Greg Lindsay's Blog

December 14, 2009  |  permalink

From The Everything-Bad-Is-Good-For-You Department

Writing in the new McSweeneys newspaper, The San Francisco Panorama (PDF), Proust Was A Neuroscientist author Jonah Lerer extols the cognitive origins and benefits of travel:

Travel, in other words, is a basic human desire. We’re a migratory species, even if our migrations are powered by jet fuel and Chicken McNuggets. But here’s my question: is this collective urge to travel - to put some distance between ourselves and everything we know—still a worthwhile compulsion? Or is it like the taste for saturated fat, one of those instincts we should have left behind in the Pleistocene epoch? Because if travel is just about fun then I think the TSA killed it.

And if the TSA hasn’t finished it off, there are plenty of climate change protestors in Copenhagen at the moment who would be happy to deliver the killshot. But not so fast:

The reason such travels are mentally useful involves a quirk of cognition, in which problems that feel “close”—and the closeness can be physical, temporal, or even emotional—get contemplated in a more concrete manner. As a result, when we think about things that are nearby, our thoughts are constricted, bound by a more limited set of associations. While this habit can be helpful—it allows us to focus on the facts at hand—it also inhibits our imagination.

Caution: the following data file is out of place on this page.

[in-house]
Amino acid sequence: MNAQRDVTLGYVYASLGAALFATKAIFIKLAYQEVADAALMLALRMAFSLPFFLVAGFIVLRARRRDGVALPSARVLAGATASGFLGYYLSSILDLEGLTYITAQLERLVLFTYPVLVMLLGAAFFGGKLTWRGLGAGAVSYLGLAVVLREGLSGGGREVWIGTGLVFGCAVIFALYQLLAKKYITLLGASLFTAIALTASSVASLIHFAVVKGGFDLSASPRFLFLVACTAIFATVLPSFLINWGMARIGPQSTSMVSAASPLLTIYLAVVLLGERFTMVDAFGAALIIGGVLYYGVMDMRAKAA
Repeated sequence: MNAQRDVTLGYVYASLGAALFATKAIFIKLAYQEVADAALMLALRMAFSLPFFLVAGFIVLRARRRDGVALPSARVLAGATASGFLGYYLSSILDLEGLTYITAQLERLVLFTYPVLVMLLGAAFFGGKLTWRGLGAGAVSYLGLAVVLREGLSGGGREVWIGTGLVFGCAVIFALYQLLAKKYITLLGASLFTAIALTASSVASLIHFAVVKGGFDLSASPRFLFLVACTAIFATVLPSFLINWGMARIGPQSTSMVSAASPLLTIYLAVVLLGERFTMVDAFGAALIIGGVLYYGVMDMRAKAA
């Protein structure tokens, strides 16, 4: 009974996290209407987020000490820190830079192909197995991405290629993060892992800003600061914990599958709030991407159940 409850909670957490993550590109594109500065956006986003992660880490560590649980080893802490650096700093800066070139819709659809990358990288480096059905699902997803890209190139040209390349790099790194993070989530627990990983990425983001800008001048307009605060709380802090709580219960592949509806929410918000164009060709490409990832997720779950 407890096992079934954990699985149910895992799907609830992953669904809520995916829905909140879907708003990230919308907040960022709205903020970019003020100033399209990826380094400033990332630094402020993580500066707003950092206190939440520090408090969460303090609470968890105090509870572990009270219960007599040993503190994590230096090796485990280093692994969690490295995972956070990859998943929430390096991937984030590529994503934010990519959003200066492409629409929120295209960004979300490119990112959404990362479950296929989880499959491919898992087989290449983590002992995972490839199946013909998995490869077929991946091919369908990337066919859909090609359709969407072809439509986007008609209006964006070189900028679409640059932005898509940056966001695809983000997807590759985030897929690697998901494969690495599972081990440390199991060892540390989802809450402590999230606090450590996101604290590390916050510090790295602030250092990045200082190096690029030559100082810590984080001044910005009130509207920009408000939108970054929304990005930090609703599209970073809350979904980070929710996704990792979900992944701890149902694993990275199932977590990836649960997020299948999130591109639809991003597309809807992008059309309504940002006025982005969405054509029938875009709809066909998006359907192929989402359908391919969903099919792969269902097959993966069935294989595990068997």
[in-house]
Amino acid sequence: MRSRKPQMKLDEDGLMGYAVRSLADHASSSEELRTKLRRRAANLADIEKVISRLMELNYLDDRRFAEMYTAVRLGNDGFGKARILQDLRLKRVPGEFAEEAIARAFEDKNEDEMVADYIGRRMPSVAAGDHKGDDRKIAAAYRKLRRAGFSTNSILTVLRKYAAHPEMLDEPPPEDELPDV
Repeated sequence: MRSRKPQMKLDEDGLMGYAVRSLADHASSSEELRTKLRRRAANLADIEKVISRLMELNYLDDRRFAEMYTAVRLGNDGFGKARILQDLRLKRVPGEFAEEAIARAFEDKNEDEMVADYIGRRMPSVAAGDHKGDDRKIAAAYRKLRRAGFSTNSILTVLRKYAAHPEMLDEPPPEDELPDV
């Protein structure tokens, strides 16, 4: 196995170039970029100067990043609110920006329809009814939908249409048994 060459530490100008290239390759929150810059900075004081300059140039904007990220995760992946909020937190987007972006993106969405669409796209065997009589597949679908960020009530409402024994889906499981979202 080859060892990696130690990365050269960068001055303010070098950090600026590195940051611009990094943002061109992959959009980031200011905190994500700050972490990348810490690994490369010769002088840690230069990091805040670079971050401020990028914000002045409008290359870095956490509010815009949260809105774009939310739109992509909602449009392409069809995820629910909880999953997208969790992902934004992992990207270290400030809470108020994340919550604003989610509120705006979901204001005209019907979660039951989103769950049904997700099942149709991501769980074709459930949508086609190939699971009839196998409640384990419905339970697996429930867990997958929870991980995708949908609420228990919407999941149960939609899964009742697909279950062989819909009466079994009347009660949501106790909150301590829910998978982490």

Lerer goes on to describe a number of cognitive experiments producing evidence that travel—specifically encounters with foreign cultures—literally expands minds. He produces the evidence which supports my own argument defending air travel against those who would condemn it on climate change grounds—it create connections and spawns encounters that would be inconceivable otherwise, and the value of these connections both outweighs the moral condemnation directed against it, and the empty mileage racked up cruising exurbs aimlessly in our SUVs. One of the more annoying aspects of Copenhagen to me: rather than celebrating the conveyance that makes a truly global conference on climate change possible, they’re denouncing it. They need to keep a more open mind. Maybe a trip somewhere would help.

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Greg Lindsay is a journalist, urbanist, futurist, and speaker. He is the director of applied research at NewCities and director of strategy at its mobility offshoot CoMotion.  He is also a partner at FutureMap, a geo-strategic advisory firm based in Singapore, a non-resident senior fellow of The Atlantic Council’s Foresight, Strategy, and Risks Initiative, and co-author of Aerotropolis: The Way We’ll Live Next.

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